It’s been rumored for a while, but we can now confirm it as absolute fact: The much-hyped Huawei Mate 30 Pro will not feature many of Google’s most popular apps when it’s launched; and nor will it be able to download them. The news, which was confirmed earlier this week, may have devastating implications for Huawei’s revenues outside of its native China.
The smartphone manufacturer has been making significant inroads in North America and Europe for much of the past three years, but all of that progress may now be at risk if users are unable to access their preferred apps when they purchase the new phone, regardless of how impressive the specs of the phone might be. For the majority of mobile phone buyers, convenience is close to the top of the list when it comes to what they’re looking for when they replace an existing handset. If they’re unable to use apps at all – or even if they’re able to do it with a difficult workaround – they may decide it would be simpler just to take a phone from Samsung or Google instead.
At face value, the list of missing apps is comparatively small. Google Maps won’t be packaged, and nor will YouTube. As YouTube can be accessed via a web browser – as can various alternative map services – this may not at first appear to be much of an issue. It becomes an issue when you consider the third of the apps that Huawei have been denied access to – Google Play. Google Play is where users go to download other apps, and so no Google Play means no Instagram, Facebook, Twitter, or many other apps which people rely upon daily.
It’s also bad news for gamers, as Google Play also provides access to the majority of popular mobile games. Some types of games won’t be affected. Mobile , for example, aren’t generally downloaded from the Play store, because they’re accessed through specialist mobile websites. In playing mobile , Huawei users abroad are able to do something which is impossible for most Huawei users in China because of laws, but that won’t be much consolation to people who are used to playing PUBG, Fortnite, Candy Crush, or any other popular mobile game using their new Mate 30 Pro.
Why Is This Happening?
Huawei’s inability to access Google’s apps is part of a much larger trade dispute between the United States of America and China, but Huawei specifically has in the past been accused of spying on foreign citizens using technology hidden within its telecommunications equipment. The company has denied all suggestions of impropriety, and no solid evidence of the accusation has ever been presented to the public. American companies have been unable to sell any product or service to Huawei since May this year by order of the US Government, which has prevented Google from engaging in any ongoing business relationship with the company.
There was some hope that the matter may be resolved when President Donald Trump said in July that the government would look at individual exemptions, but since then it’s believed that over 100 companies have applied for an exception so they can trade with Huawei without a single permit being granted. It is not yet known whether Google has submitted such an application.
Is It All Bad News?
Despite the news regarding Huawei’s loss of access to Google’s app products, which will have negatively impacted the company’s profit forecasts despite their public bullishness, it’s not all bad news. At one stage, it was feared that Huawei would also lose access to the Android operating system completely, which would likely have been the kiss of death for any prospect of them continuing to sell phones outside China. In 2019, customers are accustomed to using either Android or iOS as operating software on their phones. The idea of having to learn a whole new operating system just to use a Huawei phone would likely have been a significant barrier to sales.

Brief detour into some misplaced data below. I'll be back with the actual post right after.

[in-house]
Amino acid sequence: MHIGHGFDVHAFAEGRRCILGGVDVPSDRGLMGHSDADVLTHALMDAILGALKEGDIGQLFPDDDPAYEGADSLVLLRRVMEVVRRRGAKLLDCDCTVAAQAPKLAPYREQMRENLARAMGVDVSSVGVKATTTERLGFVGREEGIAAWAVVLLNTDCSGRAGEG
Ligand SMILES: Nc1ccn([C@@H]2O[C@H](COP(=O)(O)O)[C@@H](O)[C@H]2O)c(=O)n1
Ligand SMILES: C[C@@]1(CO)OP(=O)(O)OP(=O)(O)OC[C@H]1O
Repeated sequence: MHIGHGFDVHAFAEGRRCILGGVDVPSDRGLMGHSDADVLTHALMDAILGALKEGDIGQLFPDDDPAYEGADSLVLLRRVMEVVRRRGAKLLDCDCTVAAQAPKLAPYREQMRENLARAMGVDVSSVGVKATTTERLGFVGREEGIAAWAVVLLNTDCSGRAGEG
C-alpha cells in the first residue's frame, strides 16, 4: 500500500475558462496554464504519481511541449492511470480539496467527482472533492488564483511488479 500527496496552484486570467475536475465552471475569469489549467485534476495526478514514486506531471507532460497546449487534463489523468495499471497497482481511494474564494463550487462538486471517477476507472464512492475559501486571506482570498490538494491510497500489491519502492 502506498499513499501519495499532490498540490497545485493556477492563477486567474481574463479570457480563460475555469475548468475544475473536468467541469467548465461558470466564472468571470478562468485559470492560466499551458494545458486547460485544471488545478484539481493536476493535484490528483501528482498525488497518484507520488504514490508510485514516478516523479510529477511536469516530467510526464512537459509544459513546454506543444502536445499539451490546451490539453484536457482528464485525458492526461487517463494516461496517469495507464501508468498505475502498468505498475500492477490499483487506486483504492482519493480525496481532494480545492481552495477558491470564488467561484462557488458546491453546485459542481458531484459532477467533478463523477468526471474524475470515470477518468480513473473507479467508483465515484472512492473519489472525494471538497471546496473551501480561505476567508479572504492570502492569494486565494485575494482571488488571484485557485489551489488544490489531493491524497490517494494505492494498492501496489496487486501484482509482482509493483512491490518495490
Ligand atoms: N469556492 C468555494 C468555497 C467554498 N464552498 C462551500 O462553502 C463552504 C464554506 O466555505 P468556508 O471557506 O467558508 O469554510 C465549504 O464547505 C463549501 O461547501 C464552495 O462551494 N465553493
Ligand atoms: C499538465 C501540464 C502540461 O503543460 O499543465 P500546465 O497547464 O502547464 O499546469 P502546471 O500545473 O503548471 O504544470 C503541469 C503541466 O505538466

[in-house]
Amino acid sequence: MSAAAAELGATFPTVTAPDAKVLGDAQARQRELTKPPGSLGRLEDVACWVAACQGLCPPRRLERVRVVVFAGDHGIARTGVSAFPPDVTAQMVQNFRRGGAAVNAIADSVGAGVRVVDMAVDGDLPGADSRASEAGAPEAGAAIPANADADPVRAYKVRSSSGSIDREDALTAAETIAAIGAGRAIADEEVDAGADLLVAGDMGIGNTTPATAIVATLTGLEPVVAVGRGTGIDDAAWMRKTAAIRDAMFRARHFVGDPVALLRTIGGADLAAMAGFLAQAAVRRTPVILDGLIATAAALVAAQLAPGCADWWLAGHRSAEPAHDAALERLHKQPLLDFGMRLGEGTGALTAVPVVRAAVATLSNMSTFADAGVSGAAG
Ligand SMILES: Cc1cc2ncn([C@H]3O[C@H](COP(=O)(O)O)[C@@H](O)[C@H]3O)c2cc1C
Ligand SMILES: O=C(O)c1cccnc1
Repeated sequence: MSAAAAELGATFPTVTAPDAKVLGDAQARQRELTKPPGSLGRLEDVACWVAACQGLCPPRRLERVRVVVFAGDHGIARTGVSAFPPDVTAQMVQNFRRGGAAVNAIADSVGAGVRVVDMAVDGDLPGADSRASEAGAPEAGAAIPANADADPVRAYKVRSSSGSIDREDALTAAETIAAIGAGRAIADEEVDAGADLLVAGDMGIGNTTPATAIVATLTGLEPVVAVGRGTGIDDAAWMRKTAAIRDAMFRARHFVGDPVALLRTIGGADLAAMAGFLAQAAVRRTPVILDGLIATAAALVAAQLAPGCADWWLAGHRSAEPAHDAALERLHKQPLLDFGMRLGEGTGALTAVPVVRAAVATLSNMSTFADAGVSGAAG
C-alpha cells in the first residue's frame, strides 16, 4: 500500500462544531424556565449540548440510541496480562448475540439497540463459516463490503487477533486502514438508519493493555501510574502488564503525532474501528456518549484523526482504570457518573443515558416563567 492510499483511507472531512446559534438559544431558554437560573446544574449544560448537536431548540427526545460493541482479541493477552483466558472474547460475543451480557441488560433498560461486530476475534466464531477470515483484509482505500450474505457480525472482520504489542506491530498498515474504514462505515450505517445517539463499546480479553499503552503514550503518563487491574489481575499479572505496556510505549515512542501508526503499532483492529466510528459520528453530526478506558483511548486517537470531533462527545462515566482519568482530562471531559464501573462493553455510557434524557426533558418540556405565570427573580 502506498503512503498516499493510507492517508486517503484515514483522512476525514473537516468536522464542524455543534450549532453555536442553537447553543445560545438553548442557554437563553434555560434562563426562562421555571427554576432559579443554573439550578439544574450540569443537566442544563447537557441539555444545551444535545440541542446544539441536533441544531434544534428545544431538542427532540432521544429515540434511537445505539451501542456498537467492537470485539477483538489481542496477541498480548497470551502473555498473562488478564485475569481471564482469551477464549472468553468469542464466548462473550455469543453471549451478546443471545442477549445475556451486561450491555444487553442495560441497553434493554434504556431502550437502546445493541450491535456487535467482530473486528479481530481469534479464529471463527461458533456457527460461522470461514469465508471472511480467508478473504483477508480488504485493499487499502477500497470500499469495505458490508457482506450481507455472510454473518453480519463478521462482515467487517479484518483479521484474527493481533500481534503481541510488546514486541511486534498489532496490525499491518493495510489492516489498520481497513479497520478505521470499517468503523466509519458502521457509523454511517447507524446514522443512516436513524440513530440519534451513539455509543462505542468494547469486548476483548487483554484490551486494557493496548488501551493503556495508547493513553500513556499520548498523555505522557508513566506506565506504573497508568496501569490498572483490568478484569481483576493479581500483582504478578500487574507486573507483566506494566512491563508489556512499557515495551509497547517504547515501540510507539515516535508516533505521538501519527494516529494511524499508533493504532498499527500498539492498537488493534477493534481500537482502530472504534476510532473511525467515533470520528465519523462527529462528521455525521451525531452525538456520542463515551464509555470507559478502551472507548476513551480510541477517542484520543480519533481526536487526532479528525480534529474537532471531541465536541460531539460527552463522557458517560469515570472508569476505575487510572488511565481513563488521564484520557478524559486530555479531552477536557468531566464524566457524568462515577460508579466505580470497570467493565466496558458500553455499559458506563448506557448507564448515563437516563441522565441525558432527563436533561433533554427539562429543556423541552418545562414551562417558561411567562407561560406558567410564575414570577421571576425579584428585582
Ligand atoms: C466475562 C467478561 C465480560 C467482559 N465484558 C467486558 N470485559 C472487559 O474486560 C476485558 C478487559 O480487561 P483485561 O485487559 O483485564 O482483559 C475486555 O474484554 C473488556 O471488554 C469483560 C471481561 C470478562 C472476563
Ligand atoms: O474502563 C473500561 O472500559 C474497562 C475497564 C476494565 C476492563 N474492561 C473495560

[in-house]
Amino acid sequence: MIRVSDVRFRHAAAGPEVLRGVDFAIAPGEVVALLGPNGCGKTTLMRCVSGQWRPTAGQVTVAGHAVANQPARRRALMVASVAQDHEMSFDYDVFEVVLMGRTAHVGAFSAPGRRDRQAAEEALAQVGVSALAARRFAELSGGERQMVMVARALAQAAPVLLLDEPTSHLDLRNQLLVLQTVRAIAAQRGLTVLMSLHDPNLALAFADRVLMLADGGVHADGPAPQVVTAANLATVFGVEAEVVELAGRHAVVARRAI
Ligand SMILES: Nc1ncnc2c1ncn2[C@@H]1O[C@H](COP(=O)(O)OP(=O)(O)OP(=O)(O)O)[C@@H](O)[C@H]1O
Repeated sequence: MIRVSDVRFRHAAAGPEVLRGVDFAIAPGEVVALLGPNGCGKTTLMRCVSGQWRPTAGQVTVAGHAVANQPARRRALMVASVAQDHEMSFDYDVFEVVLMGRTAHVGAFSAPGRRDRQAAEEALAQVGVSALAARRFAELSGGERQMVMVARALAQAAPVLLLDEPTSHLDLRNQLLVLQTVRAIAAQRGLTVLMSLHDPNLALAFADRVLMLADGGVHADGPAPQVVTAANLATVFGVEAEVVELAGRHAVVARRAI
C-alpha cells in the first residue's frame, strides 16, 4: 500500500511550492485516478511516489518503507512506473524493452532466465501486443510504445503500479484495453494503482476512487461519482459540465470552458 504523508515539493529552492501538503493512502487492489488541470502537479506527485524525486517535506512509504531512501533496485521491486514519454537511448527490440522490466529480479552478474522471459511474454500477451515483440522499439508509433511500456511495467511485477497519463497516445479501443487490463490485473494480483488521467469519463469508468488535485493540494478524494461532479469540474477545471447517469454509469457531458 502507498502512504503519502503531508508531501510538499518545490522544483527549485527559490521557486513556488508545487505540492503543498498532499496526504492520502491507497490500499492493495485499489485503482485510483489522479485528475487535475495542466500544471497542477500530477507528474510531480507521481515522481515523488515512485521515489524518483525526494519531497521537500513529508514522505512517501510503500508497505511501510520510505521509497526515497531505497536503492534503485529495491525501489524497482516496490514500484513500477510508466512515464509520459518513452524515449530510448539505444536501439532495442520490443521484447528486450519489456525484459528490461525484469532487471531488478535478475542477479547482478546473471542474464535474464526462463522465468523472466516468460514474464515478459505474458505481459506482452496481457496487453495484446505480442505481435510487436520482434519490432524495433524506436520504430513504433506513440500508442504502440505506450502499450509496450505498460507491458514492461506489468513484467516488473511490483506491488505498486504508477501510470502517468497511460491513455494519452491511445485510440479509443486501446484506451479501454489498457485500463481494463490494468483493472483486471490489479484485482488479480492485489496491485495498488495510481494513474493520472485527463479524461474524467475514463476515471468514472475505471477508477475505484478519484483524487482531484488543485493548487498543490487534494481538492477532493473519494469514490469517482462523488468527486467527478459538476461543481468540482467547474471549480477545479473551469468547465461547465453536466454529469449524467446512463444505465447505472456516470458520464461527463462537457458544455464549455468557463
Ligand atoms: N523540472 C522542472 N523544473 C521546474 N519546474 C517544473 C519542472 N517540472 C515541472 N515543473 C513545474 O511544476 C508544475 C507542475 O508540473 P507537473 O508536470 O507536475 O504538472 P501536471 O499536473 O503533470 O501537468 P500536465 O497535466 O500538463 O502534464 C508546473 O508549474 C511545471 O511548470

Huawei had been developing an operating system known as Harmony in case they lost access to Android, but the fact that Android is open-source means that Google and Huawei don’t have to enter into a business arrangement for Huawei to make use of it. That means the new Huawei phone will come with Android as standard, and therefore the basic functionality of the new phone will be similar to what customers are already familiar with. If a method for circumnavigating the app issue could be found, there may yet be a future for Huawei as a multinational company.
Will Google Relent?
That’s probably the wrong way of looking at it. If it were purely down to Google, it’s unlikely that Huawei would be looking in from the outside in the first place. The tech giant has never voiced any opposition to Huawei, and have only cut the manufacturer loose because they’re required to do so under United States law. An argument could be made that Google stand to profit from declining Huawei sales – because their Google Pixel phones are a direct competitor to Huawei – but if Google engaged in that degree of protectionism, Android wouldn’t be available to Samsung or anybody else.
It’s likely that Huawei’s ability to regain access to Google’s Play Store and all other associated products is reliant on diplomatic relations between China and the United States of America improving as a whole – and trying to work out the likelihood of that happening is no easier than trying to guess the outcome of the next spin of the reels on one of the mobile games in related games or other new sites we mentioned earlier on. The Huawei Mate 30 Pro will launch as the most powerful, dynamic, and technically impressive Huawei phone to date. Sadly, it may also find its smallest-ever base of users unless either America or China blinks in their seemingly endless trade war. With a United States election looming large for 2020, Huawei might be best advised to consolidate their current position, and wait to see if a change takes place that may allow for friendlier relations.